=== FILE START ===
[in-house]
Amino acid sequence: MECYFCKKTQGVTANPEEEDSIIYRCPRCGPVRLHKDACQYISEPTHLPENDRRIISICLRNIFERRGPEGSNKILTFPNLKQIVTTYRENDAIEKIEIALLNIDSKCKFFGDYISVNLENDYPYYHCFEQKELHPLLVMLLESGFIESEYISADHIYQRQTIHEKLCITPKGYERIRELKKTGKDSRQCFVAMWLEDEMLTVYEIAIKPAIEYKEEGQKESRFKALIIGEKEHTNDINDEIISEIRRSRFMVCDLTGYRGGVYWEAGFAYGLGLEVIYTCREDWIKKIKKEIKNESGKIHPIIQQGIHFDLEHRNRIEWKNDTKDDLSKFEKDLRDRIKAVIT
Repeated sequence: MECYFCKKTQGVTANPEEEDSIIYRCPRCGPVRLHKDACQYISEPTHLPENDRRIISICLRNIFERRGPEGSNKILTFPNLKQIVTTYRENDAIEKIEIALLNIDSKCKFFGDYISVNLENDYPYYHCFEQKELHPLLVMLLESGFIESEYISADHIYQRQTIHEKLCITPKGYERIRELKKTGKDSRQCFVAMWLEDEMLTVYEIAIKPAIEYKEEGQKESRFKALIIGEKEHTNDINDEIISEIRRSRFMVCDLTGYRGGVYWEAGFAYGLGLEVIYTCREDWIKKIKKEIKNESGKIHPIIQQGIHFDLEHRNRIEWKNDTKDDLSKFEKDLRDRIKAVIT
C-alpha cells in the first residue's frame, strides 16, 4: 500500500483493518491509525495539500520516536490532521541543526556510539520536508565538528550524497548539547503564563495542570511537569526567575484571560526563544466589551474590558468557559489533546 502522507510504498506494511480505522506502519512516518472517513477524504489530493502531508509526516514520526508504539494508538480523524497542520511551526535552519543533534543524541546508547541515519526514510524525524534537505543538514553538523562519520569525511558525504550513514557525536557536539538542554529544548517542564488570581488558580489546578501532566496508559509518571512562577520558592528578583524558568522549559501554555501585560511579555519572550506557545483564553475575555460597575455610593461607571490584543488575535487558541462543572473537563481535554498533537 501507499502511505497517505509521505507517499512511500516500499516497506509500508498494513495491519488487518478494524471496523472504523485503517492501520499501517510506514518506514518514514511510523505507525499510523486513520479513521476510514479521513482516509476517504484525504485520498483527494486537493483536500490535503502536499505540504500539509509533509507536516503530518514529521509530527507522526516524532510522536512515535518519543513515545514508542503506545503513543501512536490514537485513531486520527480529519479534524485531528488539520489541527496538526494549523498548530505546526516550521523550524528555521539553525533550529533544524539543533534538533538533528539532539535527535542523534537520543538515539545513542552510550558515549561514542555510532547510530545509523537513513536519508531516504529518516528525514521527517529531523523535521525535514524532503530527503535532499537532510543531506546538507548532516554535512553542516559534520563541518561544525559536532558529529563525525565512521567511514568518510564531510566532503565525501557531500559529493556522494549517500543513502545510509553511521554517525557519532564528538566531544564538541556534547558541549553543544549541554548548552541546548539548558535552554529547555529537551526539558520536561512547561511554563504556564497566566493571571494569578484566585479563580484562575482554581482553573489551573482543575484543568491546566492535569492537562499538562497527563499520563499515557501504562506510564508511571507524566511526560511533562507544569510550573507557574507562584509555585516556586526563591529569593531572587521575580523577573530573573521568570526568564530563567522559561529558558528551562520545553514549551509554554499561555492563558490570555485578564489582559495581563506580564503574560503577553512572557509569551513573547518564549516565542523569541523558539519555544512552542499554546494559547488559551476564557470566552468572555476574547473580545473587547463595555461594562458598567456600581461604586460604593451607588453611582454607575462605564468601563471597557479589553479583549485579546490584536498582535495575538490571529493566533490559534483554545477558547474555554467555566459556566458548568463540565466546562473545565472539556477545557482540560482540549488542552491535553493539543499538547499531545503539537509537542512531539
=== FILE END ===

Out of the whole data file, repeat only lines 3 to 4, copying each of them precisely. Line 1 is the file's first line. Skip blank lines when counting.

Repeated sequence: MECYFCKKTQGVTANPEEEDSIIYRCPRCGPVRLHKDACQYISEPTHLPENDRRIISICLRNIFERRGPEGSNKILTFPNLKQIVTTYRENDAIEKIEIALLNIDSKCKFFGDYISVNLENDYPYYHCFEQKELHPLLVMLLESGFIESEYISADHIYQRQTIHEKLCITPKGYERIRELKKTGKDSRQCFVAMWLEDEMLTVYEIAIKPAIEYKEEGQKESRFKALIIGEKEHTNDINDEIISEIRRSRFMVCDLTGYRGGVYWEAGFAYGLGLEVIYTCREDWIKKIKKEIKNESGKIHPIIQQGIHFDLEHRNRIEWKNDTKDDLSKFEKDLRDRIKAVIT
C-alpha cells in the first residue's frame, strides 16, 4: 500500500483493518491509525495539500520516536490532521541543526556510539520536508565538528550524497548539547503564563495542570511537569526567575484571560526563544466589551474590558468557559489533546 502522507510504498506494511480505522506502519512516518472517513477524504489530493502531508509526516514520526508504539494508538480523524497542520511551526535552519543533534543524541546508547541515519526514510524525524534537505543538514553538523562519520569525511558525504550513514557525536557536539538542554529544548517542564488570581488558580489546578501532566496508559509518571512562577520558592528578583524558568522549559501554555501585560511579555519572550506557545483564553475575555460597575455610593461607571490584543488575535487558541462543572473537563481535554498533537 501507499502511505497517505509521505507517499512511500516500499516497506509500508498494513495491519488487518478494524471496523472504523485503517492501520499501517510506514518506514518514514511510523505507525499510523486513520479513521476510514479521513482516509476517504484525504485520498483527494486537493483536500490535503502536499505540504500539509509533509507536516503530518514529521509530527507522526516524532510522536512515535518519543513515545514508542503506545503513543501512536490514537485513531486520527480529519479534524485531528488539520489541527496538526494549523498548530505546526516550521523550524528555521539553525533550529533544524539543533534538533538533528539532539535527535542523534537520543538515539545513542552510550558515549561514542555510532547510530545509523537513513536519508531516504529518516528525514521527517529531523523535521525535514524532503530527503535532499537532510543531506546538507548532516554535512553542516559534520563541518561544525559536532558529529563525525565512521567511514568518510564531510566532503565525501557531500559529493556522494549517500543513502545510509553511521554517525557519532564528538566531544564538541556534547558541549553543544549541554548548552541546548539548558535552554529547555529537551526539558520536561512547561511554563504556564497566566493571571494569578484566585479563580484562575482554581482553573489551573482543575484543568491546566492535569492537562499538562497527563499520563499515557501504562506510564508511571507524566511526560511533562507544569510550573507557574507562584509555585516556586526563591529569593531572587521575580523577573530573573521568570526568564530563567522559561529558558528551562520545553514549551509554554499561555492563558490570555485578564489582559495581563506580564503574560503577553512572557509569551513573547518564549516565542523569541523558539519555544512552542499554546494559547488559551476564557470566552468572555476574547473580545473587547463595555461594562458598567456600581461604586460604593451607588453611582454607575462605564468601563471597557479589553479583549485579546490584536498582535495575538490571529493566533490559534483554545477558547474555554467555566459556566458548568463540565466546562473545565472539556477545557482540560482540549488542552491535553493539543499538547499531545503539537509537542512531539